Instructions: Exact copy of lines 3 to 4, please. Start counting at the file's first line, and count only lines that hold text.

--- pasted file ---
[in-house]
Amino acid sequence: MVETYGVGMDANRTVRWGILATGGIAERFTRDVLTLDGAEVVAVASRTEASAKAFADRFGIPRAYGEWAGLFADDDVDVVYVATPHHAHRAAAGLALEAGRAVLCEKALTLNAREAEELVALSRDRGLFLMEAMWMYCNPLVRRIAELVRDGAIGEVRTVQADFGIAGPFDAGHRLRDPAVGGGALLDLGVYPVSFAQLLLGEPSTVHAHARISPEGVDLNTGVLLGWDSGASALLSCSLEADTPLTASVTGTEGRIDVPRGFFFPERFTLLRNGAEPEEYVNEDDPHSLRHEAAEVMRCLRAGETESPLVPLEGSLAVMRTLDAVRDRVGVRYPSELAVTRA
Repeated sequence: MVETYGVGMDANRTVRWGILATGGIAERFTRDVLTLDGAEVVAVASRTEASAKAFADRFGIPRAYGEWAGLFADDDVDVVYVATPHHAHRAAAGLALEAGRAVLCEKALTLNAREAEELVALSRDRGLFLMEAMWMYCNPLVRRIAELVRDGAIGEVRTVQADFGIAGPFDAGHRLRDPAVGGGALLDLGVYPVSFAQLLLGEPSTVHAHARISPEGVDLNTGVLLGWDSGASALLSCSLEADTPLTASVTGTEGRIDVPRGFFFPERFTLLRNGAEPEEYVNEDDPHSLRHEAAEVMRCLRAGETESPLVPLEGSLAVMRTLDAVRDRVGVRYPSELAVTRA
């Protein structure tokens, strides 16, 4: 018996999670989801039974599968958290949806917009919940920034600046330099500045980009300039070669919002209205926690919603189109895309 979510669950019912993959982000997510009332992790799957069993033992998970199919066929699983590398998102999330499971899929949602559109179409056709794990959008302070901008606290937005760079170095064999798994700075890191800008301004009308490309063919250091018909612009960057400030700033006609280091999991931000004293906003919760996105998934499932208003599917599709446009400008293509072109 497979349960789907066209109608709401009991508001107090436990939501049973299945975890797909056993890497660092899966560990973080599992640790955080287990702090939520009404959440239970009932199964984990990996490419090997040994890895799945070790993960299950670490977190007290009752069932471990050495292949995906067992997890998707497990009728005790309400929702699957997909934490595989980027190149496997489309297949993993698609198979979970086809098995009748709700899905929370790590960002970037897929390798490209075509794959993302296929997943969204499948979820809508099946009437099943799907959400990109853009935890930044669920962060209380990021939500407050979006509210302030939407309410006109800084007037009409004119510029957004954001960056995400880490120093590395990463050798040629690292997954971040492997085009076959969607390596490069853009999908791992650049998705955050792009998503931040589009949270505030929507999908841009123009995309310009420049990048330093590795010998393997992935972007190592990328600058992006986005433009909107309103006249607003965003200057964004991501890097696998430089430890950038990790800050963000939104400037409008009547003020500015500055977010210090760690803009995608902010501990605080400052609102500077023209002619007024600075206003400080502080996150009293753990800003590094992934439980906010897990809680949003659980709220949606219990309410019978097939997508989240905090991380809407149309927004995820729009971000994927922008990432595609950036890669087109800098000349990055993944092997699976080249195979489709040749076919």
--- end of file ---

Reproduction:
Repeated sequence: MVETYGVGMDANRTVRWGILATGGIAERFTRDVLTLDGAEVVAVASRTEASAKAFADRFGIPRAYGEWAGLFADDDVDVVYVATPHHAHRAAAGLALEAGRAVLCEKALTLNAREAEELVALSRDRGLFLMEAMWMYCNPLVRRIAELVRDGAIGEVRTVQADFGIAGPFDAGHRLRDPAVGGGALLDLGVYPVSFAQLLLGEPSTVHAHARISPEGVDLNTGVLLGWDSGASALLSCSLEADTPLTASVTGTEGRIDVPRGFFFPERFTLLRNGAEPEEYVNEDDPHSLRHEAAEVMRCLRAGETESPLVPLEGSLAVMRTLDAVRDRVGVRYPSELAVTRA
């Protein structure tokens, strides 16, 4: 018996999670989801039974599968958290949806917009919940920034600046330099500045980009300039070669919002209205926690919603189109895309 979510669950019912993959982000997510009332992790799957069993033992998970199919066929699983590398998102999330499971899929949602559109179409056709794990959008302070901008606290937005760079170095064999798994700075890191800008301004009308490309063919250091018909612009960057400030700033006609280091999991931000004293906003919760996105998934499932208003599917599709446009400008293509072109 497979349960789907066209109608709401009991508001107090436990939501049973299945975890797909056993890497660092899966560990973080599992640790955080287990702090939520009404959440239970009932199964984990990996490419090997040994890895799945070790993960299950670490977190007290009752069932471990050495292949995906067992997890998707497990009728005790309400929702699957997909934490595989980027190149496997489309297949993993698609198979979970086809098995009748709700899905929370790590960002970037897929390798490209075509794959993302296929997943969204499948979820809508099946009437099943799907959400990109853009935890930044669920962060209380990021939500407050979006509210302030939407309410006109800084007037009409004119510029957004954001960056995400880490120093590395990463050798040629690292997954971040492997085009076959969607390596490069853009999908791992650049998705955050792009998503931040589009949270505030929507999908841009123009995309310009420049990048330093590795010998393997992935972007190592990328600058992006986005433009909107309103006249607003965003200057964004991501890097696998430089430890950038990790800050963000939104400037409008009547003020500015500055977010210090760690803009995608902010501990605080400052609102500077023209002619007024600075206003400080502080996150009293753990800003590094992934439980906010897990809680949003659980709220949606219990309410019978097939997508989240905090991380809407149309927004995820729009971000994927922008990432595609950036890669087109800098000349990055993944092997699976080249195979489709040749076919």